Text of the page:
Binge drinking among college students in the US is one of the most important health issues that we should address. Today, Join Together posted an article claiming that college freshmen form their drinking habits in the first six weeks of college. According to Aaron White, Program Director of the National Institute on Alcohol Abuse and Alcoholism’s College and Underage drinking prevention research, students drink because of expectations and social pressures. Furthermore, Mr. White said colleges “more or less inherit the problem” because many freshmen students have already had experiences with alcohol before reaching college.
We agree that college can be incredibly stressful for our nation’s youth. It’s even more daunting for freshmen students as they make the transition from high school to college. They face a lot of pressure to fit in in their new environments, and sometimes the pressure leads them to make unhealthy and risky decisions.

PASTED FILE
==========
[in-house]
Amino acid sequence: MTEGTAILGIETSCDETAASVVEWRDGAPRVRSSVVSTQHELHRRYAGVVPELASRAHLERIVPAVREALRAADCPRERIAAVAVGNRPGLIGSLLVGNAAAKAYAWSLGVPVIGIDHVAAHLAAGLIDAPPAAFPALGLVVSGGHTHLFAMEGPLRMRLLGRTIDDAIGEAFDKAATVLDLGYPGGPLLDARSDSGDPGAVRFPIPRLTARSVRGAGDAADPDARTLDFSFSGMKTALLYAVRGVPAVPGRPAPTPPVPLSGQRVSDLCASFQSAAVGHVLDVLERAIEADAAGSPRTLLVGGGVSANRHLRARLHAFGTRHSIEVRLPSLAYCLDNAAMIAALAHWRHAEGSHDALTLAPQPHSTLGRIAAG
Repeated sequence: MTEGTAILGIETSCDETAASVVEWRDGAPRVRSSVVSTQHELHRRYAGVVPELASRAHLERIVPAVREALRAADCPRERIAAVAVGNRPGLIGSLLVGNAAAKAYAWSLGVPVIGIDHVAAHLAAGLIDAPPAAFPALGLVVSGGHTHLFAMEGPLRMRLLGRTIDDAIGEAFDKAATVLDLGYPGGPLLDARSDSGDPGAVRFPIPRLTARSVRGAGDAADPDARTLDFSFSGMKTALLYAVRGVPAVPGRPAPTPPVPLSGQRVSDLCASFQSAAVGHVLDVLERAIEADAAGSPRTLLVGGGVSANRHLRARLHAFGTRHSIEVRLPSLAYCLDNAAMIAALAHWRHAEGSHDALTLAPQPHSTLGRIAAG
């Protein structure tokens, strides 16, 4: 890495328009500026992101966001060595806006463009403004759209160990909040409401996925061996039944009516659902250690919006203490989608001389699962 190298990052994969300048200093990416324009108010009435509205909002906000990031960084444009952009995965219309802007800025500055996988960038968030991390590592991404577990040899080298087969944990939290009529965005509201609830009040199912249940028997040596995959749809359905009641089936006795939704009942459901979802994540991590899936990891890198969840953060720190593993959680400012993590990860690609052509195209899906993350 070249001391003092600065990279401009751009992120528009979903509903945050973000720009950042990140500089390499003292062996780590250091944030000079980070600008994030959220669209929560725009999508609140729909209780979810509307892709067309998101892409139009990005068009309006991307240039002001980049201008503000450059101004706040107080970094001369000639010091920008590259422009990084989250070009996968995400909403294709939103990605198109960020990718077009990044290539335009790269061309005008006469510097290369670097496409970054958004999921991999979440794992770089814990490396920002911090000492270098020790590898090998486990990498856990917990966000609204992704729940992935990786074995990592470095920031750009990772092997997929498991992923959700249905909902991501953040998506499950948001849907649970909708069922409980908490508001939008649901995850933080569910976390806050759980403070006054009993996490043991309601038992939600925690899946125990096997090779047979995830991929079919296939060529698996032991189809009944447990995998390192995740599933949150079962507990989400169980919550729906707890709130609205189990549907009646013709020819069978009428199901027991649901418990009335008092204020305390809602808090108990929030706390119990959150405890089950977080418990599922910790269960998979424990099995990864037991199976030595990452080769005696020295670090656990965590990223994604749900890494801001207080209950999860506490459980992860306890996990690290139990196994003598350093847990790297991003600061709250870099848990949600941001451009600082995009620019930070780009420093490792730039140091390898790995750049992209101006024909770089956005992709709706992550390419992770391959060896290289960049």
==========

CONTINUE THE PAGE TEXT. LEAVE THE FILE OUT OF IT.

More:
However, the article does not propose a solution to the problem. At The Foundation for Advancing Alcohol Responsibility we believe that a comprehensive approach that allows all the stakeholders to be involved, especially parents. We’ve previously highlighted how talking to high school seniors about alcohol before they head to college can alter their drinking habits before they get to campus. Parents need to start the conversation with their kids regarding drinking in college. The cost of not doing so can be extremely high.
This year, October 21st marks the start of National Collegiate Alcohol Awareness Week. We encourage all parents to take the opportunity to continue their conversation with their kids during that period. Six weeks might have passed, but it’s never too late to address this important issue. And if you need help getting started, our Parents: You’re Not Done Yet brochure gives parents the tools they need to talk to their college-bound teens about alcohol.
Parents, you still hold influence and should that having fun in college does not mean dangerous over consumption of alcohol. Remind them that having fun in college doesn’t need to be defined by illegal, underage drinking.